By Melanie Islam It’s undeniable that preserving an existing building is one of the most sustainable building actions. Embodied energy is conserved and environmental impacts are limited by building reuse. Yet, nearly 74% of the energy produced in the U.S. is used to operate buildings and 38% of CO2 emissions are byproducts of buildings. Inefficient building operations are a result of many things that can be contributed to a building envelope’s response to the natural elements, specified equipment and its performance, or user behavior. Existing building stock represents a majority of building portfolio and addressing the role historic buildings have in positively reducing the larger impact buildings have towards the environment requires a holistic approach that involves all parties – owner, consultant, and occupants—in the decision-making process. By applying the “SWOT process” to building analysis, all parties have the opportunity to understand why historic buildings are inherently sustainability, while identifying the challenges to meet energy efficiency targets. For example, we know that many historic buildings were originally designed to be passive and low-energy structures. These buildings have tall ceilings with operable windows, beautiful day lit stairwells, good wall-to-window ratios, and facades that respond to the local climate conditions. All of these qualities support key sustainability strategies for day lit and naturally ventilated spaces. But, historic building envelopes are often poor thermal barriers, as the walls, roof, and windows lack the required U-value to accommodate for the temperature difference between indoor and outdoor air caused by the introduction of air conditioning. A solution to this problem could be to insulate the walls or roof and properly seal windows and doors to reduce coolth loss by infiltration. This may not be the exact answer, but the [...]
On June 8, 2017, 140 stakeholders from 19 sectors representing 117 organizations participated in the Resilient O‘ahu Workshop at the Neal S. Blaisdell Center. The workshops goal: to welcome Honolulu into the 100 Resilient Cities (100RC) initiative pioneered by the Rockefeller Foundation and begin the collective process of devising a “Resilience Strategy” for Oahu. The newly established Office of Climate Change, Sustainability & Resiliency, created in 2016 when voters approved City Charter Amendment 7, is taking the lead in this effort which falls squarely within its mission to build partnerships to increase sustainability and address climate change on O‘ahu. 100RC was born out of the need for cities, where much of the world’s population resides, to be resilient enough to survive, adapt and grow regardless of increased acute shocks and chronic stresses. Shocks are defined as sudden, sharp events that threaten a city while stresses weaken the fabric of a city over the long haul. Honolulu workshop participants identified top shocks as infrastructure failure, hurricane and other natural disasters with top stressors being rising sea level, high cost of living/access to housing and overreliance on imports. As O‘ahu moves toward formulating a plan, it is important that cultural resources defined as: archaeological sites (surface and buried); historic buildings and structures; objects; districts; ethnographic sites and cultural landscapes be viewed as valuable assets that need protection under the resiliency strategy. Both shocks and stressors have the potential to adversely affect cultural resources by increasing risk of damage or destruction, limiting access to sites which can lead to a loss of connection to a place, culture and traditions and reduced visitation which impacts local business and economy as visitor interest and spending decrease. Resilience implies adaptability, [...]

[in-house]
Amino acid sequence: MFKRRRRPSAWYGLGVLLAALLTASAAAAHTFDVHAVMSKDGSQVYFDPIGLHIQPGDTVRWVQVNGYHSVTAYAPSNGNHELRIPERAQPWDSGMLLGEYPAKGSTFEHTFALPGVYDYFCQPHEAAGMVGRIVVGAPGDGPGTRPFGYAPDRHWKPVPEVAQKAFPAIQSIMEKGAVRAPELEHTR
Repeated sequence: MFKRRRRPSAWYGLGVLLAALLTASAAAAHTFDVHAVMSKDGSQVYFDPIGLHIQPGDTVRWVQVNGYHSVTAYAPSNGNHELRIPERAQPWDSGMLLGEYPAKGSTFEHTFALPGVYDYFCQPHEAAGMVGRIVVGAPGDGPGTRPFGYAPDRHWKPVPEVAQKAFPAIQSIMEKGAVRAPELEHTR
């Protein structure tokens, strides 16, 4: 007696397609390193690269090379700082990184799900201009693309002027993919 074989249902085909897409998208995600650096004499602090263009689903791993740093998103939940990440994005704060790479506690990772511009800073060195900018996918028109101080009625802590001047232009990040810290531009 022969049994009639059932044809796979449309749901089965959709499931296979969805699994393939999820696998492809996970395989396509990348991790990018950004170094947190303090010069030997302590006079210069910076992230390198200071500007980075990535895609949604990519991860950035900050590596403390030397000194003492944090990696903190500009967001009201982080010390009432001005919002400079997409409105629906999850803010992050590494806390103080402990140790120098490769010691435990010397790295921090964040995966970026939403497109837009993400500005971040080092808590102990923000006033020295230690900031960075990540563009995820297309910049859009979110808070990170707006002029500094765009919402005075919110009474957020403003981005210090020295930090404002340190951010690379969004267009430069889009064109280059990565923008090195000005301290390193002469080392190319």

Historic Hawaii Foundation will participate in Foodland's Annual Community Matching Gifts Program beginning September 1 What? Give Aloha, Foodland's Annual Community Matching Gifts Program, was created in 1999 to honor Foodland’s founder, Maurice J. "Sully" Sullivan, and continue his legacy of giving back to the community. "Maurice J. "Sully" Sullivan (October 1909 – February 28, 1998) was an immigrant from Ireland who moved to Hawaii and was the co-founder, with See Goo Lau, of Foodland Super Markets, the largest and only locally owned supermarket chain in Hawaii. The first store opened on May 6, 1948 in Honolulu, Hawaii. By 2007, Foodland stores could be found on each of the four largest Hawaiian Islands and is the flagship of the Sullivan Family of Companies." (Wikipedia) How to Help Make a donation to Historic Hawai‘i Foundation at any Foodland, Sack N Save or Foodland Farms checkout, and Foodland and the Western Union Foundation will make a donation to our organization, too! Make a donation to our organization at any Foodland, Sack N Save or Foodland Farms checkout, and Foodland and the Western Union Foundation will make a donation to our organization, too! 1) Show your Maika‘i Card and make a donation to our organization (up to $249 per person) at any Foodland, Sack N Save or Foodland Farms checkout from September 1-30, 2017. Historic Hawai‘i Foundation's donation code is 77064. 2) Foodland and the Western Union Foundation will match all donations up to a total of at least $300,000 for all organizations combined. THANK YOU FOR YOUR SUPPORT!